Jeanne Dion:

Yeah, absolutely. One of the things that I was thinking about and that I've been recommending to our customers is that we've recently just come out with an Amazon app on the expense side. So, Amazon for Business partner app is something that customers can take a look at. It's a free app to take a look at and be able to control some of that Amazon spend so that you know what's happening from a business perspective. It's a really great new tool that has come out of us watching this happening with our customer base.

And when I think about it, as we're watching our customer base, last year was a big year for those implementations for you. Are you seeing a similar trend this year? Customers still continuing to optimize and configure and roll out to take advantage of the downtime to fix root causes versus just answering to the symptoms?

Kara Bernard:

I think, yes, absolutely. There is some of that. There's also, I think a "lessons learned" that came out of it, especially on the travel side, where organizations might've allowed a decentralized travel program, meaning EMEA might've had a TMC and a process and over here, we had something. And during the early days of that, realizing having such a... So many different types of individual travel programs, it was really hard for global travel managers to get their head around everything. So, we're seeing a lot of consolidation and standardization, both on the travel and expense front where organizations realized not only is it the downtime, but that there's definitely a need for them to be a little bit more standard about everything from booking to expense management within their organizations.

Jeanne Dion:

Yeah. Yeah. I fully agree with that. We recently did a poll survey of our TripIt users and one of the things we discovered was customers are willing to travel. However, about 31% of them are still willing to book directly with the vendor versus using a corporate tool. So, I think this ties back to that idea of a root cause and a symptom. I think nothing has really changed even given pandemic and it's more important now than ever before for our customers to ensure that they get all that travel information into the system so that they can track in a much more consolidated way for business continuity perspectives, for duty of care perspective, and for cost and an employee convenience perspective. So, I think about things like our partner apps and our TripIt tools and our TripLinks and I just think that now is the time. Are you seeing an uptick in customers asking about those type of travel consolidation tools?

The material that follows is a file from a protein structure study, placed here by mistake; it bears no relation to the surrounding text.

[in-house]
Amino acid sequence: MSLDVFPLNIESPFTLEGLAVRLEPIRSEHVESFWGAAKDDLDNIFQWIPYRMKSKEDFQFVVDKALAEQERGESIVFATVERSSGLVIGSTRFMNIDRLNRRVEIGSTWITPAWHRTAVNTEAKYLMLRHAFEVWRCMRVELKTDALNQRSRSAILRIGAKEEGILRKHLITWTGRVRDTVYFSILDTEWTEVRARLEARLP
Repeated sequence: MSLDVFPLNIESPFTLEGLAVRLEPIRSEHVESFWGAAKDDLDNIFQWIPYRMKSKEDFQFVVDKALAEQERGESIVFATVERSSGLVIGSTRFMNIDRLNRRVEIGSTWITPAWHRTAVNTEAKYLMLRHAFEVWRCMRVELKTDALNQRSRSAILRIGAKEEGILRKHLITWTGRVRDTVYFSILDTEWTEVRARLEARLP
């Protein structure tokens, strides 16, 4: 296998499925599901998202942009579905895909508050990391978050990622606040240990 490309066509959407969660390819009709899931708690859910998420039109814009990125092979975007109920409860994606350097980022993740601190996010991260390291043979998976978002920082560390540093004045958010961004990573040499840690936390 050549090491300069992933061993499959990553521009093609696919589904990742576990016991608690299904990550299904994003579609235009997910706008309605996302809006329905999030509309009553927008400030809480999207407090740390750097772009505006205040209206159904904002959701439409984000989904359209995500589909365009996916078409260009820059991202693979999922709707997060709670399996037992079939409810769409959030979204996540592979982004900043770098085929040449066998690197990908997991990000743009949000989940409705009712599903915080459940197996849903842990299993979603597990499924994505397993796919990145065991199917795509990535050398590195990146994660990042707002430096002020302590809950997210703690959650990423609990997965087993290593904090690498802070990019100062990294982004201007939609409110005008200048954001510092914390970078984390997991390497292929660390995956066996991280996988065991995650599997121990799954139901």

Kara Bernard:

Yeah, absolutely. A hundred percent.

Jeanne Dion:

Okay.

Kara Bernard:

And I love TripIt.

Jeanne Dion:

I do too.

Kara Bernard:

I mean, as a road warrior, there couldn't be a better thing out there. I just have to throw that out there.

Jeanne Dion:

Yeah. It is just a pleasure to use, and I bought a license for my daughter because she was doing a lot of traveling for her company and they don't have it and she can't live without it now.

Kara Bernard:

Yeah. Exactly. My favorite is when you're traveling, and you know something about a gate change or a delayed flight before even the gate agent does. So, they're like, "We don't know." And I'm like, "I do. It says right here that we're not... We're leaving in two hours. It says right here."

Jeanne Dion:

Yeah. "I need to change the flight because you've delayed it." "I don't know that." "I do."

Kara Bernard:

Exactly.

Jeanne Dion:

Yeah. Well, is there anything else that I have forgotten to ask about or anything you wanted to share with our customer base before we close out?

Kara Bernard:

No, I just... Anytime that I can talk to a Concur administrator, I always just want to tell them... Pat them on the back and say, "Congratulations for surviving one of the most disruptive things that have ever happened in our industry." And I think they're one of the most undervalued roles within an organization. It breaks my heart. Again, it doesn't matter what size company it is. It's often the second largest controllable spend right after payroll yet it seems to not be elevated to that same level as some of the other processes within an organization. But you're really are true champions and using all the great things from Concur or partners like ourselves or many of the other great ones out there to really help you figure out how to position yourself within the organization because you touch so many cross-functional teams within an organization, it can be overwhelming.

Jeanne Dion:

Yep. They make it look so easy, but it really isn't.

Kara Bernard:

No.

Jeanne Dion:

It is rocket science.

Kara Bernard:

Mm-hmm (affirmative).

Jeanne Dion:

It really is. So, thank you for calling that out. I one hundred percent agree with you. Well, thank you today for sharing all of this information with me, Kara. I really appreciate it. And congratulations to the Lyndon Group on our growth award. We're really excited to have you as a partner and just thrilled to see what the next year brings for us as a team.

Kara Bernard:

Great. Us too. Thank you for having me.

Jeanne Dion:

Yeah. Thanks. And thanks everybody for listening. Please feel free to take a look at Concur.com and look up any of the solutions or partner applications that we talked about today in our conversation.